Color and its change in fishes is a matter of colors already present being manifest, clumped or masked.
Of the most common types of chromatophores are melanophores. Thesecontain black or brown colored melanin crystals. The degree or intensity of darkness of these cells and hence the fish they’re found on depends on the amount of dispersion of the melanin pigment withinthe cell. Intracellular migration and aggregation is the fundamental chromatophores activity. When the pigment is dispersed widely throughout the cytoplasm, the skin macroscopically appears darker(black or brown). When the pigment granules aggregate or contract the cell loses its darkness.
Some examples of this loss of dark color are the dark bands on freshwater angels (Pterophyllum) andsunfishes (Lepomis) that can quickly blanch from dark to light or come back again given fright or excited states.
Other colored cell types include xanthophores and erythrophores. These chromatophores aregenerally slower to change. An example of these cells can be understood readily by looking at a swordtail (Xiphophorus).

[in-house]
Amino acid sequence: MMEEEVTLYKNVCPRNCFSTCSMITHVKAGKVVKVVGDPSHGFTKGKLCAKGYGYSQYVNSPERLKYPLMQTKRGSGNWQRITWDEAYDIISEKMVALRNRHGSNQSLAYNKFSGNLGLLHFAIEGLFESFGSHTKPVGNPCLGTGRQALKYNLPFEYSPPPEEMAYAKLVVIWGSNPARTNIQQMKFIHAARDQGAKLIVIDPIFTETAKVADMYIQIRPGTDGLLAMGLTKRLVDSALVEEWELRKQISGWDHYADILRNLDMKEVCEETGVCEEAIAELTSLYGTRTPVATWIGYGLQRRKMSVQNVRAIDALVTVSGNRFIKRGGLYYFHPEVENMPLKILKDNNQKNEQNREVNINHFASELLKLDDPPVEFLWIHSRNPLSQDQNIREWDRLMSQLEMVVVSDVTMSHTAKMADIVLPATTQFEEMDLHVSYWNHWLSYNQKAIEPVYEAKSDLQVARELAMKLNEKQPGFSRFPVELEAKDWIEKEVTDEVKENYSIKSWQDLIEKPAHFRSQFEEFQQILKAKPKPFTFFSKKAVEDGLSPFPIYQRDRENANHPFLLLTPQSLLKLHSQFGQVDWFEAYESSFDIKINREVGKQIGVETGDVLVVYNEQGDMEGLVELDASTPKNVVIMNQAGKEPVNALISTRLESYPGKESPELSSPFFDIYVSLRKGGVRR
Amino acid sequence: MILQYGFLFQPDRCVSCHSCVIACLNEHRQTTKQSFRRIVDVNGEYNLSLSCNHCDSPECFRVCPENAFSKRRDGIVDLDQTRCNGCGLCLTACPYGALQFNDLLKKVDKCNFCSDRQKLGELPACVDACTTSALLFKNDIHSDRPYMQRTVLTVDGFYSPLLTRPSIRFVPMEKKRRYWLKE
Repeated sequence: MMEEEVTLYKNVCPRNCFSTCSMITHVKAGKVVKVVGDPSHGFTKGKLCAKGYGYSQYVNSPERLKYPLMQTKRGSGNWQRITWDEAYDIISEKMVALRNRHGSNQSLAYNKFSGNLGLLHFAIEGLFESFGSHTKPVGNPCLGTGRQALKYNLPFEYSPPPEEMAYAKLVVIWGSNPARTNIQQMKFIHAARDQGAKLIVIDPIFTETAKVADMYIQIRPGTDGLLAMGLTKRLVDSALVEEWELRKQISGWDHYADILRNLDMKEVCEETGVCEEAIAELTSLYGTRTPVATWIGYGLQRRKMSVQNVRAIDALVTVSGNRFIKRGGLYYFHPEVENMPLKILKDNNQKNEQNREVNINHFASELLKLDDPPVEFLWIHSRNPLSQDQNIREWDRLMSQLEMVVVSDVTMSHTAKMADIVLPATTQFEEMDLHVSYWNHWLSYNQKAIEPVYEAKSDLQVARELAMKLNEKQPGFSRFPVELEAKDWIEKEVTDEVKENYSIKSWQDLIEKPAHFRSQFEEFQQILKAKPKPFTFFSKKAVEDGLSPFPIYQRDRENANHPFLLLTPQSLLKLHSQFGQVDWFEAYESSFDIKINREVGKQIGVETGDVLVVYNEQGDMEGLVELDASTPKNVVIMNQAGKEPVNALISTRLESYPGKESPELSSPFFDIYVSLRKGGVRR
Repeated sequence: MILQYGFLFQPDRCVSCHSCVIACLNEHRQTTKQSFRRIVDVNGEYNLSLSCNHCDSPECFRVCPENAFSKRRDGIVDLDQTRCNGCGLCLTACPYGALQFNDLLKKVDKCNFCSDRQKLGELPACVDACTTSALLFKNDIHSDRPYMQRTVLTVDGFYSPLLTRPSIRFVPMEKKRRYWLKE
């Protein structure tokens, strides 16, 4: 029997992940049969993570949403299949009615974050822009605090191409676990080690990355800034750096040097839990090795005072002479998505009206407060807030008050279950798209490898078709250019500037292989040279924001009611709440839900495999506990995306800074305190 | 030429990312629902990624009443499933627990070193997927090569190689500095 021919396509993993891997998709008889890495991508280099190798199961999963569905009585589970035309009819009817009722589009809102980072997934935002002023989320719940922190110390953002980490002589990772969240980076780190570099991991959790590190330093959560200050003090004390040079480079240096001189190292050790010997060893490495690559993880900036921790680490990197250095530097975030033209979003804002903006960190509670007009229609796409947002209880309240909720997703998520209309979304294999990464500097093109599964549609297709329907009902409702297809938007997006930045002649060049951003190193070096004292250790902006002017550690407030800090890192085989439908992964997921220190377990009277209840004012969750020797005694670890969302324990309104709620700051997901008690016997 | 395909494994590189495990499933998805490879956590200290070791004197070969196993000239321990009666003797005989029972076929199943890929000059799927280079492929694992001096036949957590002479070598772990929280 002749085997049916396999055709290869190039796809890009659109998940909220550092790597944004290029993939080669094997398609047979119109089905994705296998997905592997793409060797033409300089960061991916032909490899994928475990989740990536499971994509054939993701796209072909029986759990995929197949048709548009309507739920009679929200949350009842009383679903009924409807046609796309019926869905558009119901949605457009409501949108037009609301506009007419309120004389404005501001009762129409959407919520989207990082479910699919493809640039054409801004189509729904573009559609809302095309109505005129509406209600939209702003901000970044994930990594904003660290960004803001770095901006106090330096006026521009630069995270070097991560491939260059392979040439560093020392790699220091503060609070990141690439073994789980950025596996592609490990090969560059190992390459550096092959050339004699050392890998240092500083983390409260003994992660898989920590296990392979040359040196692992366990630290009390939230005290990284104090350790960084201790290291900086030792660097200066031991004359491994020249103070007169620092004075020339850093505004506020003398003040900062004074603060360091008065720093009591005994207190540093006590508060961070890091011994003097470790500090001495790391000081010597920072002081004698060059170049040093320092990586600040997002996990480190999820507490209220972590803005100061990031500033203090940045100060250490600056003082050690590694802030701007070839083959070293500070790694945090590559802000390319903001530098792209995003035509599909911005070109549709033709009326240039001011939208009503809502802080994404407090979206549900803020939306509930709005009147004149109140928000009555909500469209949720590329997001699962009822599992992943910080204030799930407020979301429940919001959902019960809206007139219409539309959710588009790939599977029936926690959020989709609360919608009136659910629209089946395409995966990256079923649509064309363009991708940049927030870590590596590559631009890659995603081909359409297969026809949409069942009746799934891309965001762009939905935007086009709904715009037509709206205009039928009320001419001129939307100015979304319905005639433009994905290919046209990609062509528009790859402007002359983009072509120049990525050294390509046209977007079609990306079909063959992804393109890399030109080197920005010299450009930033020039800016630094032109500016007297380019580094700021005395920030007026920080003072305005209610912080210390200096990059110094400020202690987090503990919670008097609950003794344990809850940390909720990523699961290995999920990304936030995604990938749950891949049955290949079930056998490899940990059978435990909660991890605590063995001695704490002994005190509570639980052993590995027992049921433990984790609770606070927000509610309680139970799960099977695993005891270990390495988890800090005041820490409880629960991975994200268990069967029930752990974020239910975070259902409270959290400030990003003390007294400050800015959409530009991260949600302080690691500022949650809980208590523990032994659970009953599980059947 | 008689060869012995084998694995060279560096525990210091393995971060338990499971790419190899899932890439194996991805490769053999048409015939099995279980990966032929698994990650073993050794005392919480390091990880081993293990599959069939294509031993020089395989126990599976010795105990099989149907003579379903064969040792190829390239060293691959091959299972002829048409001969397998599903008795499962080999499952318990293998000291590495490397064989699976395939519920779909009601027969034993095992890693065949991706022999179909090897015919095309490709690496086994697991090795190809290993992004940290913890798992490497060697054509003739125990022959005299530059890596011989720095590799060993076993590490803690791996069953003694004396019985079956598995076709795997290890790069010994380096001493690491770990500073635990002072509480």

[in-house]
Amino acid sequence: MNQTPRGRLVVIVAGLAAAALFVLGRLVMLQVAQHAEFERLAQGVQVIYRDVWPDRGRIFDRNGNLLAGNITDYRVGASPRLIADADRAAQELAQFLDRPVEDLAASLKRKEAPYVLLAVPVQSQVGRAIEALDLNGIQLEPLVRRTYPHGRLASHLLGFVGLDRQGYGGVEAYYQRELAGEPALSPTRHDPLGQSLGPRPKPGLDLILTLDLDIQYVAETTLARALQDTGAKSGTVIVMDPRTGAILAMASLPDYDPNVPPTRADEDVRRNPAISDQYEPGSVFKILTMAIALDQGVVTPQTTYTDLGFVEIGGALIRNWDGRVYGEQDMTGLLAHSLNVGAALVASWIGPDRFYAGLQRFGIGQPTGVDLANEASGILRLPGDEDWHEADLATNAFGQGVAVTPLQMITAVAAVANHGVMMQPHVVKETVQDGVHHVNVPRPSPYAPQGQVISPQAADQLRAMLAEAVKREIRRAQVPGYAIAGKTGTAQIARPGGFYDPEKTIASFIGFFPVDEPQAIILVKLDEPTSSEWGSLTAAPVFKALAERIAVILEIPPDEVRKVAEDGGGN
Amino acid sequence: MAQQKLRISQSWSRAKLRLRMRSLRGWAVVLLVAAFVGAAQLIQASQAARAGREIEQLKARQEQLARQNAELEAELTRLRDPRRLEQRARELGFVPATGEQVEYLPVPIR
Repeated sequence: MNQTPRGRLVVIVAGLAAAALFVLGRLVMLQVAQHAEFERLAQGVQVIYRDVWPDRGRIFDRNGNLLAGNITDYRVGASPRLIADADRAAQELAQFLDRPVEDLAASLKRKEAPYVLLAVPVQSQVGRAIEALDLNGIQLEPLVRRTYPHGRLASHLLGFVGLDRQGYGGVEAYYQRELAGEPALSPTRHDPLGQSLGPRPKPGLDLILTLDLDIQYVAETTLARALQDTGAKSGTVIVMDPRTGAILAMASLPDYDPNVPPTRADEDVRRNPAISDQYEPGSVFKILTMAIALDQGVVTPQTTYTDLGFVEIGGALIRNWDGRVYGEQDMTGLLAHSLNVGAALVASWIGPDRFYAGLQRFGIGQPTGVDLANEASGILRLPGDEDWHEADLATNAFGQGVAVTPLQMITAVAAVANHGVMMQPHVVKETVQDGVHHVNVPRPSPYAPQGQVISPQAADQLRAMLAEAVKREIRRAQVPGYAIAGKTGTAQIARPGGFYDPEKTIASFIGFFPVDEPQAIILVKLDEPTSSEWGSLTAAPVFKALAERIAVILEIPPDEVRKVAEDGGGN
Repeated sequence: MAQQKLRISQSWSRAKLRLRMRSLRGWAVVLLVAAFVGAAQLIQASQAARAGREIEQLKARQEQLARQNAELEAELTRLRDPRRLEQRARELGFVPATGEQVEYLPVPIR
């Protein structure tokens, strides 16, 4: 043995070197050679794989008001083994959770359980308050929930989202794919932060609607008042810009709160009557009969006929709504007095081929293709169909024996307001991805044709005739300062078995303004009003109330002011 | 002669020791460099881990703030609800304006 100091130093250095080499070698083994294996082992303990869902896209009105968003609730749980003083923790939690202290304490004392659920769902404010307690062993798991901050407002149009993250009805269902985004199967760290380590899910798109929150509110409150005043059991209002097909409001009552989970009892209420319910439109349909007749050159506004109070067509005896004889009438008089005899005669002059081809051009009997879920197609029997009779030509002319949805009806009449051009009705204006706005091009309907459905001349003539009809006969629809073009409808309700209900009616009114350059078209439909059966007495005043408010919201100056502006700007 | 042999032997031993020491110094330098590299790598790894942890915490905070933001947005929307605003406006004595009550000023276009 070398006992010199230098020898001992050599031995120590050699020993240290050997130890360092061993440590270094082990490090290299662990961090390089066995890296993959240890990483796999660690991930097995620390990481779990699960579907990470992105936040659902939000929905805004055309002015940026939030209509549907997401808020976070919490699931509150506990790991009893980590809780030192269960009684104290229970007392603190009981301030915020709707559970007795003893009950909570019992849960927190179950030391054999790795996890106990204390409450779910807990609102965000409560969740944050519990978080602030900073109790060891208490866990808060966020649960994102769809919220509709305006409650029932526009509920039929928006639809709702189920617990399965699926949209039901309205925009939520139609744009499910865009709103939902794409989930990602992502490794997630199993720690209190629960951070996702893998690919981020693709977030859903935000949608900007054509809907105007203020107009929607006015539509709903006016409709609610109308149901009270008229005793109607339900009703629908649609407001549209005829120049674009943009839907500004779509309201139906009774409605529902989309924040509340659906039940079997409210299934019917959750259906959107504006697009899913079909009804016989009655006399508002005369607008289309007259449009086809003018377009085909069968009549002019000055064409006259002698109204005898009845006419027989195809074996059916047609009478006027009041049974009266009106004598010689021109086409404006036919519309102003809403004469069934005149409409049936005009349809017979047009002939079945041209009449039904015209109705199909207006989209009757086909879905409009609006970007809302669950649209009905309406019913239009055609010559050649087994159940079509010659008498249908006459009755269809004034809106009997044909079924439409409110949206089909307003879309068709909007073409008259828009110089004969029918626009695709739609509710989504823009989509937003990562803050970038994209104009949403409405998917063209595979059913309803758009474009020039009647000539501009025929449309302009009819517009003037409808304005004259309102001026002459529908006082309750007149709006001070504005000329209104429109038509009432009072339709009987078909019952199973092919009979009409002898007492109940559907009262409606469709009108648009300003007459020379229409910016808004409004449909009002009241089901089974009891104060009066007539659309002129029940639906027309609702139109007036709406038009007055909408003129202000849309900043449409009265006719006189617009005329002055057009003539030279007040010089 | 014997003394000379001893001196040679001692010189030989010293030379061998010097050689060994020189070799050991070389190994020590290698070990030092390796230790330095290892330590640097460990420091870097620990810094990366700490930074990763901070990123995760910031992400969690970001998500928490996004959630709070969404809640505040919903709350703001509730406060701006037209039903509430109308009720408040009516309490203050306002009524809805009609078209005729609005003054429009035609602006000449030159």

Studies of skin pigment cells in recent years have helped our understanding ofpigment biology. Two important concepts have become established re the function of chromatophores re the dermal unit and the epidermal melanin unit. The epidermal unit is only concerned withmorphological color change (in warm and cold-blooded animals). The dermal chromatophores unit contains three layers:
The xanthophore or filtering layer
The iridophore or reflecting layer
The melanophore orabsorbing layer
Note that there are two types of pigments true or based on color and reflective. Also note that not all chromatophores contain the actual pigment color that they appear. That is, thatsome work on different principles other than selective absorption/reflection. The iridophores contain quanine crystals that reflect different wavelengths of light, which give them an apparent color...